If you can’t connect all the devices to a single AC source, the most convenient solution is to use a ground-loop isolator. It is a dedicated device that eliminates ground loop buzz and interference. It is also simple to use as you only need to pass your audio jack through the in-port and plug the out-connector into the PC or other device.
Use Direct or DI Box with Ground Lift or Hum Eliminator
Another solution is to use a Direct or DI box with a ground lift in your audio setup. It includes a special transformer that isolates the ground-level voltage and breaks the ground loop.
A DI Box also balances the audio system allowing you to plug in a balanced cable to unbalanced speaker output. This process eliminates other types of noises as well.
You can also use a Hum Eliminator, which is an alternative to a Direct Box and always contains a ground lift circuit.
Use Line Interactive UPS
Using a line interactive UPS is the best way to get rid of AC line hums. When an AC supply is available, the UPS converts the AC to DC to charge its battery. Then, when the AC supply cuts off or fluctuates, it converts the DC to AC and passes it through a filter, providing a consistent supply to your PC. So, the UPS removes the AC noises, eliminating AC main hums on the speaker.
Change Power Supply
If your low-quality power supply is responsible for AC line hums, the simplest solution is to change it. Make sure the new PSU or laptop AC adapter corresponds to your computer’s specifications before buying it.
Troubleshooting Radio Frequency and Other Interference
Another particularly significant reason for your speaker buzzing is interference due to RF signals. Wi-Fi routers, refrigerators, microwaves, heaters, dimmer switches, monitors, etc., all generate electromagnetic signals that can potentially induce noises on your speaker.
- So, make sure to keep your PC, speakers, and other audio components away from such devices.
- However, sometimes you can’t put enough distance between the devices. Or the interfering RF wave may be from a source such as a broadcasting station or radio towers. In such scenarios, you need to use proper shielded cables.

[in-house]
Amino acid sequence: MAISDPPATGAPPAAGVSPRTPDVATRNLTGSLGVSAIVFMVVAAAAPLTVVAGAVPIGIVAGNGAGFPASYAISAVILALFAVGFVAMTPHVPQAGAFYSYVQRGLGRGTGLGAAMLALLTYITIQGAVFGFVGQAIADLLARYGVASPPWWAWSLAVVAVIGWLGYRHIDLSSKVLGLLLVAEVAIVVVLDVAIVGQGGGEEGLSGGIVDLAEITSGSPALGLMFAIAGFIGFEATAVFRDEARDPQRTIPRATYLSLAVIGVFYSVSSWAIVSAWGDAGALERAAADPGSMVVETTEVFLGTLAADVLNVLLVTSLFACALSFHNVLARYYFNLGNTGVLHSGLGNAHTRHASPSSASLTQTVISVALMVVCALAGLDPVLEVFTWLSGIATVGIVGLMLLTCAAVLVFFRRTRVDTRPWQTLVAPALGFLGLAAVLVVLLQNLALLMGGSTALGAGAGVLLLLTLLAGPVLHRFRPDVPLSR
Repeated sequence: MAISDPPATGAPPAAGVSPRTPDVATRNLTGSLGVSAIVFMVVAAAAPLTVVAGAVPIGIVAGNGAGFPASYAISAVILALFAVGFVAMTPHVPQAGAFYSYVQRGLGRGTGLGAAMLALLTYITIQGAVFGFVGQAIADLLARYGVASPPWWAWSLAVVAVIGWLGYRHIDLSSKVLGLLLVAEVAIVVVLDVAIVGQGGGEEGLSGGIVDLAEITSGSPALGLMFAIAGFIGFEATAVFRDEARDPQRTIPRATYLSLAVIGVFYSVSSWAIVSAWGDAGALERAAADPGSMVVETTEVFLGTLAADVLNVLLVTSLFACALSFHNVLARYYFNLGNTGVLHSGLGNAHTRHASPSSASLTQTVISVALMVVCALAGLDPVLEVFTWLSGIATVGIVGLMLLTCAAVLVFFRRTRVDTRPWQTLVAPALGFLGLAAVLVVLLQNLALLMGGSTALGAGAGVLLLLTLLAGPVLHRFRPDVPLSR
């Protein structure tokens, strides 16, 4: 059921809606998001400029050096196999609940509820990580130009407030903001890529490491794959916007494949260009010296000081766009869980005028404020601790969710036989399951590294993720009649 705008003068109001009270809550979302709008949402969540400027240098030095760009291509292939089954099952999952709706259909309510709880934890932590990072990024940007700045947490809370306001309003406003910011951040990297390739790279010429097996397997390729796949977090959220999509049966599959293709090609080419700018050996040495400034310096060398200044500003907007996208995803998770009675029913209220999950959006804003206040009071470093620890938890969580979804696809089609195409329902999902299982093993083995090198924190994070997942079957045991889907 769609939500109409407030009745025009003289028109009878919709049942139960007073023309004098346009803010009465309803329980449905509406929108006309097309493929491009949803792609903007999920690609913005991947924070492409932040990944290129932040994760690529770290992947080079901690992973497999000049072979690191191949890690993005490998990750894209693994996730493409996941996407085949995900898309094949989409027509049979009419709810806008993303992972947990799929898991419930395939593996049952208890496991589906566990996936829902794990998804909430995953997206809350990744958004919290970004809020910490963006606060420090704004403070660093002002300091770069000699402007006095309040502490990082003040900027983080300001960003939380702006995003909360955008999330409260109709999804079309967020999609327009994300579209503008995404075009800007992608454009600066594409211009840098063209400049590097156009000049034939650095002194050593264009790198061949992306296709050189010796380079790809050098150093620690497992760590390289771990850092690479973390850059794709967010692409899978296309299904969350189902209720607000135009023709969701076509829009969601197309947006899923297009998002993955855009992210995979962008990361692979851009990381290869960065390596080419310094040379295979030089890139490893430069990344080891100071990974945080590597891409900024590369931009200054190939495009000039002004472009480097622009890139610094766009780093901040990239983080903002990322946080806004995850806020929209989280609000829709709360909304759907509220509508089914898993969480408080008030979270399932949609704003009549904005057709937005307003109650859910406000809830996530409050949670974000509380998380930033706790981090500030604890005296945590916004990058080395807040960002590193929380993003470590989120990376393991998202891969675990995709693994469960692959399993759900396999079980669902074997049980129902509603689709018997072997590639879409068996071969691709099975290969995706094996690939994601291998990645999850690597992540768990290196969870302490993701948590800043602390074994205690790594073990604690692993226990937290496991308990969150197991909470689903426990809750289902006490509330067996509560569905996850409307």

- You can also use Ferrite beads on your USB cables to eliminate the noise. It’s better to buy cables that already have the beads. But you can also get detachable beads on the market, which you can clasp around your cable.
Your PC’s internal components can also produce noises due to interference, especially if you connect the speaker to the motherboard. On a laptop, other components such as graphics cards can also cause this issue because of EMI if the onboard speaker’s cable passes close to them.
The best solution is to use a DAC/Headphone amplifier to resolve this issue. Connect the DAC/amp to your PC and your speaker to the DAC.
An external Digital-to-Analog Converter (DAC) converts the digital signal to Analog outside your PC. It removes all onboard noises, and along with the amp, you’ll get a good sound quality on your speakers even with unshielded internal cables.
You can also use external USB or thunderbolt speakers, which the onboard components don’t affect much.
Troubleshooting Amplifier/Speaker Issues
If your speaker is very old, of low quality, or damaged, the only solution is a replacement. You could try using a noise gate to minimize the buzzing sound. However, the device has clearly served its purpose. Regardless, if it’s damaged, first take it to a hardware technician and see if they can repair it.
Most built-in sound cards or speakers do not have high specs, so if you want good sound, we recommend investing in good equipment.
For other amplifier or speaker issues, the possible solutions are as follows:
Connect With Only One Device
Some speakers that support multiple inputs may show this issue even when only one input is on at a time. It is likely a fault with the hardware design or insufficient power. You should try disconnecting all but the input source you want and check if it works.
Clean Your Speaker
You can also try cleaning your speakers to remove any dust potentially responsible for the buzzing sound. You need to remove the cones and then clean the following components accordingly:
- Woofer Outer Membrane: Wipe it with a wet microfiber cloth, then wipe with a dry microfiber cloth afterward.
- Speaker Cone Rubber: Clean with a microfiber cloth, then treat it with soft rubber care.
- Tweeter Dome Membrane: Blow softly to remove any dust and leave the remaining dust as it is. Trying to clean it can actually cause more damage.